Mel Ngai: Gaming in 2011 was no different for me than any other year before it: a bunch of games are announced and released, and I pick the ones that catch my interest the most. Inevitably, this combines with having real-life commitments to take care of, so I wind up playing a very small number of games per year. In any case, I have no strong opinion either way on the gaming front of 2011.

As for my favorite game of the year, that’s a toss-up between Pokémon Black and Sonic Generations.

Regarding Pokémon Black, I haven’t felt this enthused about a Pokémon game since the days of Red & Blue and Gold & Silver. Everything from how the battles move at a much brisker pace to how the story was surprisingly well told has made Pokémon Black an enjoyable experience for me. It helps that I actually do like the designs of most of the new Pokémon.

Regarding Sonic Generations, the entire game was a wonderful nostalgia fest for me. Not that I wasn’t expecting that given the game’s premise, of course; just, the nostalgia hit me with the force of that City Escape truck, and it was great (getting hit by the actual truck in the stage isn’t so great, of course). I like the stages and the challenges, and even the tougher obstacles that made me grit my teeth never quite wiped away that smile from my face. To quote Sonic himself from one scene in the game, “Like it? Ilove it!”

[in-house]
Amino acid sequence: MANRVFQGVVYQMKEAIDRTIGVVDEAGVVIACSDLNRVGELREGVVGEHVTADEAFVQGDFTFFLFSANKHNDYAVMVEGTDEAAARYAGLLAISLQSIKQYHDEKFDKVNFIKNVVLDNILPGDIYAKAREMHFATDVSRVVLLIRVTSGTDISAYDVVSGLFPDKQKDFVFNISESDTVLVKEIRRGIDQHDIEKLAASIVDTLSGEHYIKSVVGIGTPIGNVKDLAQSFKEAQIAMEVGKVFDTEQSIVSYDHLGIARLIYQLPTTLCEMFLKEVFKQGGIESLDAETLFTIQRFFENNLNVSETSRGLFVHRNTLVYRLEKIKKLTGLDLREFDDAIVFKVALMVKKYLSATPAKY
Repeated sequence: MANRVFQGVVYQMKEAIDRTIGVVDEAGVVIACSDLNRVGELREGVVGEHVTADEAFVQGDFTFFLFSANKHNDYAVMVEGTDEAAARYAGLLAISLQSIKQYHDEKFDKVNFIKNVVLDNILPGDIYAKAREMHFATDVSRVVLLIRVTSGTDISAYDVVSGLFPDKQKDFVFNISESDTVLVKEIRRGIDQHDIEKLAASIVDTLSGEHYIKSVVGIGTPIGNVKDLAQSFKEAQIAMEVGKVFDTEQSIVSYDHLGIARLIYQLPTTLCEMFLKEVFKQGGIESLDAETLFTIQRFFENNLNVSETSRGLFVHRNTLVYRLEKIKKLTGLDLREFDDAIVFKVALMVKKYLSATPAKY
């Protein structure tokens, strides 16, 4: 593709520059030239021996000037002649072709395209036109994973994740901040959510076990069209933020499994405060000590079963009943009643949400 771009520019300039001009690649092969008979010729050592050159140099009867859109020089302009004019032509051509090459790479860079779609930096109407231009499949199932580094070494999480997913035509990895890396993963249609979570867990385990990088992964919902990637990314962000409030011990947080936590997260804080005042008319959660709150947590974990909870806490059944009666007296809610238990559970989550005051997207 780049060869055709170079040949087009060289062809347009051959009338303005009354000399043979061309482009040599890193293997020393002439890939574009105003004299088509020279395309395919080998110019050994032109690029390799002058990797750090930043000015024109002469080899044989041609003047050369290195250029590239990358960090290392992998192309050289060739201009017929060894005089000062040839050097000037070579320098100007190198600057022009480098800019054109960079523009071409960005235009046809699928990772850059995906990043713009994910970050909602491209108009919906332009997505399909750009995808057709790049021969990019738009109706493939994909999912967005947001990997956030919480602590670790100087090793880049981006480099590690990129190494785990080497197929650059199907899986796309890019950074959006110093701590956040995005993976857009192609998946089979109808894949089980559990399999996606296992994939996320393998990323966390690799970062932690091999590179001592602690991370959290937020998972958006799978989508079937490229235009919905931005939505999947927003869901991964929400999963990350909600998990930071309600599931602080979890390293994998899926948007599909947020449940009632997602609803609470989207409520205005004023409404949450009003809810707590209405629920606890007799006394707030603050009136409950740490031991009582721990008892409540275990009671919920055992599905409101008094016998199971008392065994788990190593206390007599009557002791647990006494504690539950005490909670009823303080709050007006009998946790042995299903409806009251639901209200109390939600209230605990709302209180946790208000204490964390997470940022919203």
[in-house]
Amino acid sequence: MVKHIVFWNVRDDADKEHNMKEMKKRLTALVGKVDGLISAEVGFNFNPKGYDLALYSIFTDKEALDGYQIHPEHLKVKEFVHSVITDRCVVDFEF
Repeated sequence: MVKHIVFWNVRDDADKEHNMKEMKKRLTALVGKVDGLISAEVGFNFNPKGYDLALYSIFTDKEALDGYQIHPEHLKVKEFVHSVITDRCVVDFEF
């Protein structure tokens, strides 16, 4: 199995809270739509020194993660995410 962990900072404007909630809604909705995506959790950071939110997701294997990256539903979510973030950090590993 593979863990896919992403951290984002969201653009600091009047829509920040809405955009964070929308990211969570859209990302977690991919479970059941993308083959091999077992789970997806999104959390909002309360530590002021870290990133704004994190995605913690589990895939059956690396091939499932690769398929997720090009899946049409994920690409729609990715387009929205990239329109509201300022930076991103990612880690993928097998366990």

I love both games that I mentioned, of course. I just don’t know which one I love more or if I care enough to make that assessment.

Aileen Coe: 2011 was the first year I’ve had a console other than the Wii, namely the PS3. Most of what I played on the PS3 didn’t come out this year, e.g. Borderlands, Fallout 3, Demon’s Souls, Valkyria Chronicles, LittleBigPlanet, Atelier Rorona, Disgaea 3, Trinity Universe, and Super Street Fighter IV. I didn’t get to do quite as much catching up or playing as many of this year’s PS3 releases as I thought I’d be able to, but hey, there’s always next year. In terms of this year’s releases, there was Radiant Historia, Ghost Trick, Okamiden, Corpse Party, Fate/Extra, Portal 2, Solatorobo: Red the Hunter, Professor Layton and the Last Specter, and Wizardry: Labyrinth of Lost Souls. Catherine seemed interesting from the demo, but I haven’t had the chance to pick that up yet. I even got to try a couple of 360 games on my brother’s 360: WWE All Stars and Gears of War 3. Over all, the year was packed, even if many of the titles were sequels. Actually, there’s still a lot I’ve yet to try.